I had a fantastic time as a delegate at Scotswrite 17, a 3-day conference for writers in Scotland organised by The Society of Authors. Here are some top tips from the weekend.
If you want to write for TV be sure to familiarize yourself with the layout of ‘shooting scripts’. You can find these online. If you are pitching to write for an existing programme, prepare to be drilled in interview on the characters and current storyline. (Martin McCardie)
If you’re lucky enough to have original work commissioned for TV or film Charlie Higson recommends negotiating full producing rights – or none at all. In between – visiting set but with no power to change anything – is not a happy place to be.
If applying to write drama for BBC Radio Scotland producer Kirsteen Cameron says simply pitch an idea – no need to write a full script as the producers like to be involved in the development of ideas. Find a producer you like from listening to the radio and pitch them directly. Some room for original short stories and radio dramas. (45 mins radio drama = approx. 7,500 words; a short story for radio = approx. 2,000 words.)
One of the most important parts of the creative process is spotting a good idea … and hanging on to it. (Charlie Higson)
Struggling to get past a writing block? Sometimes good enough is best. This will not be the last thing you write. (Mark Brown)
Writers have the opportunity to remove elements of stories that perpetuate injustice or stereotype. (The stories we make, make us.) Getting mental health right in fiction helps us to get it right in real life. (Mark Brown)
Consider working on several writing projects simultaneously. A different playlist – or even scent – for each project can help capture the ‘mood’ of each. (And the playlist can be great to share with your readers once the book is published.) (Charlie Higson)
Resist the temptation to be too grateful – this leads to not reading contracts properly and to undervaluing the work of the writer. (Know the going rate for your work. E.g. Scottish Book Trust ensures writers are paid £175 per hour for workshops, readings or other events. If you do decide to offer a free event, always outline what the standard agreement usually is to help others value and respect your time and that of your fellow writers.) (David Hahn / Emily Dodd)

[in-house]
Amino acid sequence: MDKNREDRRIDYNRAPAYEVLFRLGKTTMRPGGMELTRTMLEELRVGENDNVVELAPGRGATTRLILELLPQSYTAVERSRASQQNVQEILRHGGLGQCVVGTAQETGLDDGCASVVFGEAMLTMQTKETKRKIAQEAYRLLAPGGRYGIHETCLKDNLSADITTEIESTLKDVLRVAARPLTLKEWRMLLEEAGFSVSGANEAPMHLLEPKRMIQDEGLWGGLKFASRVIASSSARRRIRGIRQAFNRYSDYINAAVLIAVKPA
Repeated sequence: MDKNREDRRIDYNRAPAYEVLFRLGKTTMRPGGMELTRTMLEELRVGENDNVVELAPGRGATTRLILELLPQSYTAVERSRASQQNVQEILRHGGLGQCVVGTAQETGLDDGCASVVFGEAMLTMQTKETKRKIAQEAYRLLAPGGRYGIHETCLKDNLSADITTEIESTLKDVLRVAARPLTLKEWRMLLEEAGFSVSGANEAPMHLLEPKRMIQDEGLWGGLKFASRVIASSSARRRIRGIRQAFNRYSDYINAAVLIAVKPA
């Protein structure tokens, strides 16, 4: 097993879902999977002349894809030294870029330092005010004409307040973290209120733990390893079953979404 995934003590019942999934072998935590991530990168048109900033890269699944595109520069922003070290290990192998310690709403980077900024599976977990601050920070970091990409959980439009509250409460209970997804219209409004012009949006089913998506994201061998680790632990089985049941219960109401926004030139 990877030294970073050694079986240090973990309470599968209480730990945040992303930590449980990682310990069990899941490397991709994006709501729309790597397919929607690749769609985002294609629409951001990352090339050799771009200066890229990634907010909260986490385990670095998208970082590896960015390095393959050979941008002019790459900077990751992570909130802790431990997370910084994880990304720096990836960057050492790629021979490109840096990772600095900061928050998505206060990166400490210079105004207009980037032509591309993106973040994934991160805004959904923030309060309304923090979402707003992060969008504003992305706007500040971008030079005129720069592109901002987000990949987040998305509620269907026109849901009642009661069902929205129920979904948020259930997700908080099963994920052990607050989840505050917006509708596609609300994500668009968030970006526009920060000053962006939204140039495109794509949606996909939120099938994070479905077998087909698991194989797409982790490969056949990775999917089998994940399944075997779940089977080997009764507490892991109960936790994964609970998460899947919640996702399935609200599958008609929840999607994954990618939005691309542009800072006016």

If your work is being translated, don’t forget to enquire as to the name of your translator and send a friendly email at the start of the process. Often a translator won’t be able to make direct contact with the original author but an author can make contact and this can have a very good impact on the translation process. (David Hahn)
Don’t put on somebody else’s armour – just be yourself. (Emily Dodd.)
Don't confuse your self-worth with your writing, or a piece of writing. (Kevin MacNeil)
A great exercise in the empathy needed to be a writer is to imagine everyone you meet has a sign around their neck saying: ‘Imagine what it’s like to be me!’ (Kevin MacNeil)
It can be illuminating to ask actors to workshop around a problem in a narrative. Actors are primarily concerned with how events affect their own character and will ask pertinent questions like ‘why did my character do that when he / she just did that other thing?’ (Martin McCardie)
Take care of your physical health. Screens at eye level – don’t look down to your work. Don’t let bad habits develop such as working on the sofa with little regard to posture. (Caro Ramsay)
Make sure you have a will including any matters of copyright; consider assigning Power of Attorney also. (Elspeth Paget)
Know that in corporate publishing, there may be 30 people at an acquisition meeting. Crystallize that pitch until it is easy to share and unforgettable. (Sam Eades)
Thanks to all the organisers for their hard work in bringing this event to Scotland. It reminded me of my favourite aspect of a successful conference: that it extends our sense of what is possible.